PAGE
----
“Okay. The preparations are done. Give me the bottle.”

David handed Bailey the bottle containing Rebecca’s soul. Rebecca had discussed all of this with Bailey once. Even though they hated this realm of magic, Bailey had listened attentively at the time because it was something she was excited about. That was enough to interest Bailey. The soul needed to be coaxed back into the body. Since it was the soul’s original body, it should be relatively easy.

None of that really mattered, though. Nausea and panic hit Bailey with wave after wave. The only thing they could hear was the voice of their former master screaming. Every step of the process was excruciating and threatened to incapacitate Bailey. They repeatedly whispered Rebecca’s name to maintain focus and fight through every step.

After the soul was back in the body, it needed to be secured so that it wouldn’t simply drift away. The sense of terror intensified and each part of the process took five times as long as it should have. Bailey was terrified of manipulating the magical forces, and even more terrified that they would fail. There was no one else who could help Rebecca. Just when Bailey thought they might collapse from stress, it was over. They slumped into a chair next to the body.

“Now we wait for her to wake up.”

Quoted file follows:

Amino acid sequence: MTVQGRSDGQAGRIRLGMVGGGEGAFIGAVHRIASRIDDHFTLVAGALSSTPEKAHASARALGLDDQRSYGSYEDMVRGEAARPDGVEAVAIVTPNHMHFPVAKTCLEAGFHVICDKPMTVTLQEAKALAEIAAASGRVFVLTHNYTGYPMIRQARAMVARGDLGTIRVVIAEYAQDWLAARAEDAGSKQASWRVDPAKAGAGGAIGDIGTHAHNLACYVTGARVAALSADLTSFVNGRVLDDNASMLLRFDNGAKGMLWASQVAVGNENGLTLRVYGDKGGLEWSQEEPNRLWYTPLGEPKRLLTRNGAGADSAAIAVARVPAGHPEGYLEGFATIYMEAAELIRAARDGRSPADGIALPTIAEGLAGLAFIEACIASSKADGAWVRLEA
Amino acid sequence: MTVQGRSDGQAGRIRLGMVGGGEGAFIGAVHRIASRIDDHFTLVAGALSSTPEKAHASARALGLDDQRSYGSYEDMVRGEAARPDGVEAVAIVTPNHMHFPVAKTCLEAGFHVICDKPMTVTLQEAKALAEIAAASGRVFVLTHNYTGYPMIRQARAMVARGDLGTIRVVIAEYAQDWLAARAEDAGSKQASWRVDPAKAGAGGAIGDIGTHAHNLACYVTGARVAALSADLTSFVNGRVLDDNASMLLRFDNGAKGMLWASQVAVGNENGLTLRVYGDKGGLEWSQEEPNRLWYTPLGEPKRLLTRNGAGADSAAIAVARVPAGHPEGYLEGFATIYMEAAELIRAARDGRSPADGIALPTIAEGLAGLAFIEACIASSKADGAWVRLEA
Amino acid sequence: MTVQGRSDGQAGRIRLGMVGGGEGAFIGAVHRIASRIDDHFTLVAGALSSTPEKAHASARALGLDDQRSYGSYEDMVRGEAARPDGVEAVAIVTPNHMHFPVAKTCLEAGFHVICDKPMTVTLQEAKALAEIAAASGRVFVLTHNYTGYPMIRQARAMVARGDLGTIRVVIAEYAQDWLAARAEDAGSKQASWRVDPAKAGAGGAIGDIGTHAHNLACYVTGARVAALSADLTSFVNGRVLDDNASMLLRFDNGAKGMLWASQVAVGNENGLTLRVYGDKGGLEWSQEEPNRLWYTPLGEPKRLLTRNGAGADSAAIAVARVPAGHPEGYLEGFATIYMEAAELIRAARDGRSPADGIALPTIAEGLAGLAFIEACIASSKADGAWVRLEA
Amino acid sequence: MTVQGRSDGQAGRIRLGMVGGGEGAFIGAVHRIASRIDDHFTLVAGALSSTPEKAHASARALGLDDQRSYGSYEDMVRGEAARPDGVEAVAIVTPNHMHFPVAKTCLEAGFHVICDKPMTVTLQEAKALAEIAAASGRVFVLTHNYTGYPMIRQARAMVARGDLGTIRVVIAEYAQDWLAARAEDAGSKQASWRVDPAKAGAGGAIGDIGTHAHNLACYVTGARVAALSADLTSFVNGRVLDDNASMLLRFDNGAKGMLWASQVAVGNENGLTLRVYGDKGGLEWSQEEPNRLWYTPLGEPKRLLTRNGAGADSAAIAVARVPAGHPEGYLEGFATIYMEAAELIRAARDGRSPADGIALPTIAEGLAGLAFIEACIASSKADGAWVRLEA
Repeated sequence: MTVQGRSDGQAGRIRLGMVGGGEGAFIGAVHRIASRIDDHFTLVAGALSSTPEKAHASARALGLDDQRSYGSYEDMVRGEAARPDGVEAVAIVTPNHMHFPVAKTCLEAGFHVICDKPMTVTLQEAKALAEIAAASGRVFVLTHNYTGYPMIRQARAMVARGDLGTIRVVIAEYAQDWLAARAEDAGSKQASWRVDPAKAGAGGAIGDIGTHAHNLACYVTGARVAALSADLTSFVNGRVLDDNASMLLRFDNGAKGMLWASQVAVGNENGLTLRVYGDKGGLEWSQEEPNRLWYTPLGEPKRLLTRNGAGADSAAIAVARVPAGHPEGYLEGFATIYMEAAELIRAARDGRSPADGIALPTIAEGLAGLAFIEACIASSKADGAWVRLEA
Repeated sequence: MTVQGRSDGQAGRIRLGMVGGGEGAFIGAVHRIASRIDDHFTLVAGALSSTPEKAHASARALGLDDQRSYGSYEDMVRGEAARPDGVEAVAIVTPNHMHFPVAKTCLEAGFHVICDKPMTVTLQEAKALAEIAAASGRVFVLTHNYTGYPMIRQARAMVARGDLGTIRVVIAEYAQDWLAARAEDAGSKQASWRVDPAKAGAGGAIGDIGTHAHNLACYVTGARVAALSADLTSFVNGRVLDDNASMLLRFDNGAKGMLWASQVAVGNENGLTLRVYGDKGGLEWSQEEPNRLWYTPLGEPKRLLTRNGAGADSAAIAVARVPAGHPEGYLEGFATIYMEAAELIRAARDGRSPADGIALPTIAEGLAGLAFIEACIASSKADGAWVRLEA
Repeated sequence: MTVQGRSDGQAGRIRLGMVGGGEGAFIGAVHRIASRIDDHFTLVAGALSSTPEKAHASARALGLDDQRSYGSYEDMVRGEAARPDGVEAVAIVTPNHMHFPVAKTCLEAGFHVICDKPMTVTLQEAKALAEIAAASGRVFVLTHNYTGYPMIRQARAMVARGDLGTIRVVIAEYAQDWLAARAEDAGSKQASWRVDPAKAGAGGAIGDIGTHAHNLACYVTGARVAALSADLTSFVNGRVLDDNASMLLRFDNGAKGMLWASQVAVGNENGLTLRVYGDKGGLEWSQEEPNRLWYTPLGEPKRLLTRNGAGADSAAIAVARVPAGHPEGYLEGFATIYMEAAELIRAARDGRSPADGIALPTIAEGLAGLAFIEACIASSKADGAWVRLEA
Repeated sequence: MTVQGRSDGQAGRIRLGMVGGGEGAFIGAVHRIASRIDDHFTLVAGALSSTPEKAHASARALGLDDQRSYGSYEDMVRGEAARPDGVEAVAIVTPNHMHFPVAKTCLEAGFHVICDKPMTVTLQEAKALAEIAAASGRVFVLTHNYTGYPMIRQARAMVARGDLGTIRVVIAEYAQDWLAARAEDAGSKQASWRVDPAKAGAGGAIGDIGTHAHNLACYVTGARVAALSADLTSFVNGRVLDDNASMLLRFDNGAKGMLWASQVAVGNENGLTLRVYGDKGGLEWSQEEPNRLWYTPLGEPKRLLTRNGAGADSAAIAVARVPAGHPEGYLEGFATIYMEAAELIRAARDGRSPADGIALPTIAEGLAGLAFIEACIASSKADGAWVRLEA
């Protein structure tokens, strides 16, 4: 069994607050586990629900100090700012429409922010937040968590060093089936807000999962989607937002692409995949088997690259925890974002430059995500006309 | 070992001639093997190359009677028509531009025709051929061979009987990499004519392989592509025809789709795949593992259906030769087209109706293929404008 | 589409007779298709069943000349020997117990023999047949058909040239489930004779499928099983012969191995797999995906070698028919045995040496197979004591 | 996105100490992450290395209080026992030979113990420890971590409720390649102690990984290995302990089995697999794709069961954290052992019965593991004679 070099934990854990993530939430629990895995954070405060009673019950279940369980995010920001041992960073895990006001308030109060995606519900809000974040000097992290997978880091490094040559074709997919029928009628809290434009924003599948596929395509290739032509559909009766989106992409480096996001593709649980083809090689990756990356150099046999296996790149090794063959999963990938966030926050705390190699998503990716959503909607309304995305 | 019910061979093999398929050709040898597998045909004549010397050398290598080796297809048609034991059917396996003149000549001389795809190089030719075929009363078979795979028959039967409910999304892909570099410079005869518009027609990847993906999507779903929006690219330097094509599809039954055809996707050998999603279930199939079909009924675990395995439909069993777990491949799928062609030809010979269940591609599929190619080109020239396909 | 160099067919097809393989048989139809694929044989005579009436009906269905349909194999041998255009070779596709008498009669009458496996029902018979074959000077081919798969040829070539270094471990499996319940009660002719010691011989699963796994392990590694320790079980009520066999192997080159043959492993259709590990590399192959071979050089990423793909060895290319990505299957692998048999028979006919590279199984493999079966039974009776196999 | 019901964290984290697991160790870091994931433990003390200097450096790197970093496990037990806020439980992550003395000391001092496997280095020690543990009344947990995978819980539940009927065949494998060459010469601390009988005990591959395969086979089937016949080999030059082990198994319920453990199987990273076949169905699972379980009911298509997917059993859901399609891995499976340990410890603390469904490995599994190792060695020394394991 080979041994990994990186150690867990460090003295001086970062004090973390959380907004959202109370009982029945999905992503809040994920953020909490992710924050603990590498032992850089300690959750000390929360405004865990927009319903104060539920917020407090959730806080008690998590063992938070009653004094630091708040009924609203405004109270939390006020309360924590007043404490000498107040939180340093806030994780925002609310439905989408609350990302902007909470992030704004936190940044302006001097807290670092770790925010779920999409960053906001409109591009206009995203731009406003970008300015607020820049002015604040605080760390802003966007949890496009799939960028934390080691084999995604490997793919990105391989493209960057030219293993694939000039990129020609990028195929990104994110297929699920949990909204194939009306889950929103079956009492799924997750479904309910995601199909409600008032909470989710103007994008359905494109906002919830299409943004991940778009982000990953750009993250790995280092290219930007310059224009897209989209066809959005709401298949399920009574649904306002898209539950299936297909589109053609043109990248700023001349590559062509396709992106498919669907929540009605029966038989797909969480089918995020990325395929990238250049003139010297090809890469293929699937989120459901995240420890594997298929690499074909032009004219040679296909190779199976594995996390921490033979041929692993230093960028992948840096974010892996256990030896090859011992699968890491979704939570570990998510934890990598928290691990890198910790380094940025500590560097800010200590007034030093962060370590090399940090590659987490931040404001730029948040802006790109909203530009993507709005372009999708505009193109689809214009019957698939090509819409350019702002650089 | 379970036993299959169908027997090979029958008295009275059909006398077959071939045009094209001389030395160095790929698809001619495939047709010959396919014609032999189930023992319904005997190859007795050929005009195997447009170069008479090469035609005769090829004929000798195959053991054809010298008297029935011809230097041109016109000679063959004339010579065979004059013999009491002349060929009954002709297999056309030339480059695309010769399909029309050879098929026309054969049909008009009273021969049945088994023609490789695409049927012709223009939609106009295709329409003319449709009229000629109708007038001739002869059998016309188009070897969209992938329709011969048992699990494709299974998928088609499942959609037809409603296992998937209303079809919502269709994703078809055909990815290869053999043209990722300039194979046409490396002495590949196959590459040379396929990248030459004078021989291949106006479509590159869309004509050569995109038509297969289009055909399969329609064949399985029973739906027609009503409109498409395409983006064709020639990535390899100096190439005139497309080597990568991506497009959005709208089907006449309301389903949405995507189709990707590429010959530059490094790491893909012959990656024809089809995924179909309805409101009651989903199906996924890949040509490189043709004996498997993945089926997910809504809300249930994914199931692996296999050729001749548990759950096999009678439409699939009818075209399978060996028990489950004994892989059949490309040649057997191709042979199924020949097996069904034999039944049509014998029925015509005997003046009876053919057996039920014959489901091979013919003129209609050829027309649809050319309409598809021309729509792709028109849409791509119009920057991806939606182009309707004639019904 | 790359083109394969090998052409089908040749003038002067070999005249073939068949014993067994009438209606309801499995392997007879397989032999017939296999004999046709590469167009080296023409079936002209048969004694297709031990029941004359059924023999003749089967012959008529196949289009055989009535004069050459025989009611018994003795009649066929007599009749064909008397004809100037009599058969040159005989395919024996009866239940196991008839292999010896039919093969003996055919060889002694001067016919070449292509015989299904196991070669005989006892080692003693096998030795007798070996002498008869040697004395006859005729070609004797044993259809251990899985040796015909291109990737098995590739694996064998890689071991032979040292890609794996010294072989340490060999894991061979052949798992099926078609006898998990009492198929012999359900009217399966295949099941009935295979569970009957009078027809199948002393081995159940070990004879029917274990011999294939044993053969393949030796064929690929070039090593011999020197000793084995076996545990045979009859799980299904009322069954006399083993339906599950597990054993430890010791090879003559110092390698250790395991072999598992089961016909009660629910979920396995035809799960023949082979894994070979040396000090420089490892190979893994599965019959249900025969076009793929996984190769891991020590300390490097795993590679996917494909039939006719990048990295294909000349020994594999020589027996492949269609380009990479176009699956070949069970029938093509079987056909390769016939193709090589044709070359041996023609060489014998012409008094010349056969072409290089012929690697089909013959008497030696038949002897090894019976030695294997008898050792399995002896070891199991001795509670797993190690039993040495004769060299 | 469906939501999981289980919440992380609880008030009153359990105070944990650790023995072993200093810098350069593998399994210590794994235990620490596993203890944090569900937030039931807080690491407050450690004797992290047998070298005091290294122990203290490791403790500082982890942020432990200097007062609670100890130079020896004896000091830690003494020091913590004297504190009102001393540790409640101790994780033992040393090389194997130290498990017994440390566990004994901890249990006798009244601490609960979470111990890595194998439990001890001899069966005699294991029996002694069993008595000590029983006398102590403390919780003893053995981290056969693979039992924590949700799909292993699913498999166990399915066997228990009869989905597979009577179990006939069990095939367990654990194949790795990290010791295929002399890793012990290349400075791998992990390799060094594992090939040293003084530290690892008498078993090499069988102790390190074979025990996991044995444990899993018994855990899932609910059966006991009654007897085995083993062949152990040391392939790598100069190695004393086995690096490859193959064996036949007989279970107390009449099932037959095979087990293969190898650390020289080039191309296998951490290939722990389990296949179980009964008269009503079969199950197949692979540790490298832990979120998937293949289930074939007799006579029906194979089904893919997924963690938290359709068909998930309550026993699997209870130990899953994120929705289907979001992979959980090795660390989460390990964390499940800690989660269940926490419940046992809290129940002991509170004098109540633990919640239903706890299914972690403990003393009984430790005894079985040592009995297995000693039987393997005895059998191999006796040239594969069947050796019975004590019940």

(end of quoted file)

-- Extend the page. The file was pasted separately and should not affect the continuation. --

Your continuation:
“How long?”

“Minutes? Hours? It’s hard to know. Why don’t you tell Sarah and Marie it worked.”

David nodded and left the room.

As soon as he was gone, Rebecca’s eyes fluttered open.

“Bailey?”

“Hey, sleepy head. That was quite a stunt.”

“Where’s Phillip?”

“He refused to intervene, so I saved your ass.”

“Oh, no. Bailey. I’m so sorry to have put you through that.”

Bailey lightly touched Rebecca’s arm. “Don’t apologize. It was the least I could do after putting you into that mess. More importantly, did it work? Are you free?”

“Yes. But you . . .”

The door opened, and David, Sarah, and Marie all came in the room. They crowded around Rebecca, who was struggling to sit up. In the general commotion, Bailey slipped out.

Back in the living room, they used the portal to the kitchen. Once there, they called out to Julia, who appeared soon after.

“It worked. Well done. You didn’t want to stay to celebrate?”

Bailey shook their head. “She and Marie have things to talk about. Figure it’ll be hard enough getting rid of Sarah and David.”

Julia’s look suggested that she thought there was more to it but wasn’t going to ask. “So now what?”

“I was hoping you’d let me leave.”

That seemed to surprise Julia. “You want to leave?”

“I think it’d be for the best.”

“Bailey, if I can ask, why didn’t you tell us you were a mage?”

“The charm prevented me.”

“And after the crystal suppressed it?”

“It . . . It’s complicated.”

“Okay. But there is room for you here. I’m sure Sarah, David, and Rebecca would agree.”

“I appreciate the offer, but I don’t think that’s a good idea.”

Julia was quiet for a moment. “I’ve been alone. And that can be okay. But I’m learning there is something to be said for belonging somewhere.”

Bailey offered a weak smile. “Maybe some day, but not now.”

“Well, I’m not going to stop you from leaving. You have to figure out your own path.”

In spite of themself, Bailey threw their arms around Julia in a meaningful hug. The other mage was clearly not used to such displays, but awkwardly returned the embrace.

“Please remember you have friends here if you need us. I mean it.”

“I will. Thank you, Julia. For everything.”

Neither of them said anything else on the way to the front door. Bailey left without looking at Julia so that the other wouldn’t see the tears rolling down their cheeks.

The Way Out